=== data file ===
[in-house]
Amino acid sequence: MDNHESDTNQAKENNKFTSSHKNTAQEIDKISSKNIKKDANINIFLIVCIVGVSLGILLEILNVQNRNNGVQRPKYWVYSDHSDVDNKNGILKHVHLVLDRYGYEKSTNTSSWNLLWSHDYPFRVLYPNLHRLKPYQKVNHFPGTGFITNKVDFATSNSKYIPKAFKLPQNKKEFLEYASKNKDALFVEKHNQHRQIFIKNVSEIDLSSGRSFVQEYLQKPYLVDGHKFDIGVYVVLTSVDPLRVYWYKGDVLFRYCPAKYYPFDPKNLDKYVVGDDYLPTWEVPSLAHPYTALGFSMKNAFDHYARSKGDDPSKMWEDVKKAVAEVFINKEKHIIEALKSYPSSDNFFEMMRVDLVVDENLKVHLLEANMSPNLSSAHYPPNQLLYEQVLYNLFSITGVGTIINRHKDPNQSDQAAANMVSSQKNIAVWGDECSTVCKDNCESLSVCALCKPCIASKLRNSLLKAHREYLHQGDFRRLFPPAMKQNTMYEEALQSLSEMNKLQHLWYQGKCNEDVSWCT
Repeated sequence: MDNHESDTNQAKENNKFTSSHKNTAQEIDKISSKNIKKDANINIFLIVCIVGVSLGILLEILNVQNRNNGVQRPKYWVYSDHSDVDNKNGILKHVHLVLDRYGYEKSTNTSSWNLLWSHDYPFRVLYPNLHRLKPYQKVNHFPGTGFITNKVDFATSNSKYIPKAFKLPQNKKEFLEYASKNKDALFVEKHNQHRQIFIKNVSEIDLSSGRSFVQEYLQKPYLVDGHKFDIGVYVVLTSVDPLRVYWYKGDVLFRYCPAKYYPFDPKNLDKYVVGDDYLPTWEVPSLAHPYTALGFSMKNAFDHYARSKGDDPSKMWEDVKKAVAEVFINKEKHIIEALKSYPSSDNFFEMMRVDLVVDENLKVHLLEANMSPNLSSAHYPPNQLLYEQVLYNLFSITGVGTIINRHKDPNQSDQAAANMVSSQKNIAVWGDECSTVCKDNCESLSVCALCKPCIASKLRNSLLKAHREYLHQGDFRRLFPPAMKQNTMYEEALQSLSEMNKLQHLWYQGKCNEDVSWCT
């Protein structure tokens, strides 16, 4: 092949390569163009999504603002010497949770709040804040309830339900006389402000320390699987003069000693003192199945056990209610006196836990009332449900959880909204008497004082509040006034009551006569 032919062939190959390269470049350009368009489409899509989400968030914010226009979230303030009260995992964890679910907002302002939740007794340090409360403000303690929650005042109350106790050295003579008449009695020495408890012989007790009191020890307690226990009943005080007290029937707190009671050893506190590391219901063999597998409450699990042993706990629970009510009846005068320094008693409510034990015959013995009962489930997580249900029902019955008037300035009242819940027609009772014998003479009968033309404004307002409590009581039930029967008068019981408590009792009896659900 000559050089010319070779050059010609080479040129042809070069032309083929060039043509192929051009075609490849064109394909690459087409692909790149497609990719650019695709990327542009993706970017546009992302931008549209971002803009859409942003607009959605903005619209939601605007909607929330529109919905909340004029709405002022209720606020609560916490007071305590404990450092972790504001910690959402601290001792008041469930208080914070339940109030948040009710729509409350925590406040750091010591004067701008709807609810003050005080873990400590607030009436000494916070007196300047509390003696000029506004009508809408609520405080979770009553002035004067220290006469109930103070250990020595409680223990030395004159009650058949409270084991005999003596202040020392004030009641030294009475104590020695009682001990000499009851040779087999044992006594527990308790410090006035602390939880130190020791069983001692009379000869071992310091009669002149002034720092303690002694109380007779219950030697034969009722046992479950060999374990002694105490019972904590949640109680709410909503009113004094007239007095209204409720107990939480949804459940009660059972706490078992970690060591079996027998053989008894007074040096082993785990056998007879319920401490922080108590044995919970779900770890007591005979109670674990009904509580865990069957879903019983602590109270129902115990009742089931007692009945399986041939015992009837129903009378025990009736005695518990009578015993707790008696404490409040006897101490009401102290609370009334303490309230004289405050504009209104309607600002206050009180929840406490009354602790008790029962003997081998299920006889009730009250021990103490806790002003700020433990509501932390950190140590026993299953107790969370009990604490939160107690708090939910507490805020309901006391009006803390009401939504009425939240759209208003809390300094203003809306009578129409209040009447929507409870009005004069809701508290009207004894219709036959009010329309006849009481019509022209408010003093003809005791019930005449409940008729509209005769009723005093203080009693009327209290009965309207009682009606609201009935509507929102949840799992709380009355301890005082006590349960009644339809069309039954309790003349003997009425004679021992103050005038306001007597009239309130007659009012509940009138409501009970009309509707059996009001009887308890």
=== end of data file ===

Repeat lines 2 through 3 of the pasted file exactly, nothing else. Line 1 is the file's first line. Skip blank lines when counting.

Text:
Amino acid sequence: MDNHESDTNQAKENNKFTSSHKNTAQEIDKISSKNIKKDANINIFLIVCIVGVSLGILLEILNVQNRNNGVQRPKYWVYSDHSDVDNKNGILKHVHLVLDRYGYEKSTNTSSWNLLWSHDYPFRVLYPNLHRLKPYQKVNHFPGTGFITNKVDFATSNSKYIPKAFKLPQNKKEFLEYASKNKDALFVEKHNQHRQIFIKNVSEIDLSSGRSFVQEYLQKPYLVDGHKFDIGVYVVLTSVDPLRVYWYKGDVLFRYCPAKYYPFDPKNLDKYVVGDDYLPTWEVPSLAHPYTALGFSMKNAFDHYARSKGDDPSKMWEDVKKAVAEVFINKEKHIIEALKSYPSSDNFFEMMRVDLVVDENLKVHLLEANMSPNLSSAHYPPNQLLYEQVLYNLFSITGVGTIINRHKDPNQSDQAAANMVSSQKNIAVWGDECSTVCKDNCESLSVCALCKPCIASKLRNSLLKAHREYLHQGDFRRLFPPAMKQNTMYEEALQSLSEMNKLQHLWYQGKCNEDVSWCT
Repeated sequence: MDNHESDTNQAKENNKFTSSHKNTAQEIDKISSKNIKKDANINIFLIVCIVGVSLGILLEILNVQNRNNGVQRPKYWVYSDHSDVDNKNGILKHVHLVLDRYGYEKSTNTSSWNLLWSHDYPFRVLYPNLHRLKPYQKVNHFPGTGFITNKVDFATSNSKYIPKAFKLPQNKKEFLEYASKNKDALFVEKHNQHRQIFIKNVSEIDLSSGRSFVQEYLQKPYLVDGHKFDIGVYVVLTSVDPLRVYWYKGDVLFRYCPAKYYPFDPKNLDKYVVGDDYLPTWEVPSLAHPYTALGFSMKNAFDHYARSKGDDPSKMWEDVKKAVAEVFINKEKHIIEALKSYPSSDNFFEMMRVDLVVDENLKVHLLEANMSPNLSSAHYPPNQLLYEQVLYNLFSITGVGTIINRHKDPNQSDQAAANMVSSQKNIAVWGDECSTVCKDNCESLSVCALCKPCIASKLRNSLLKAHREYLHQGDFRRLFPPAMKQNTMYEEALQSLSEMNKLQHLWYQGKCNEDVSWCT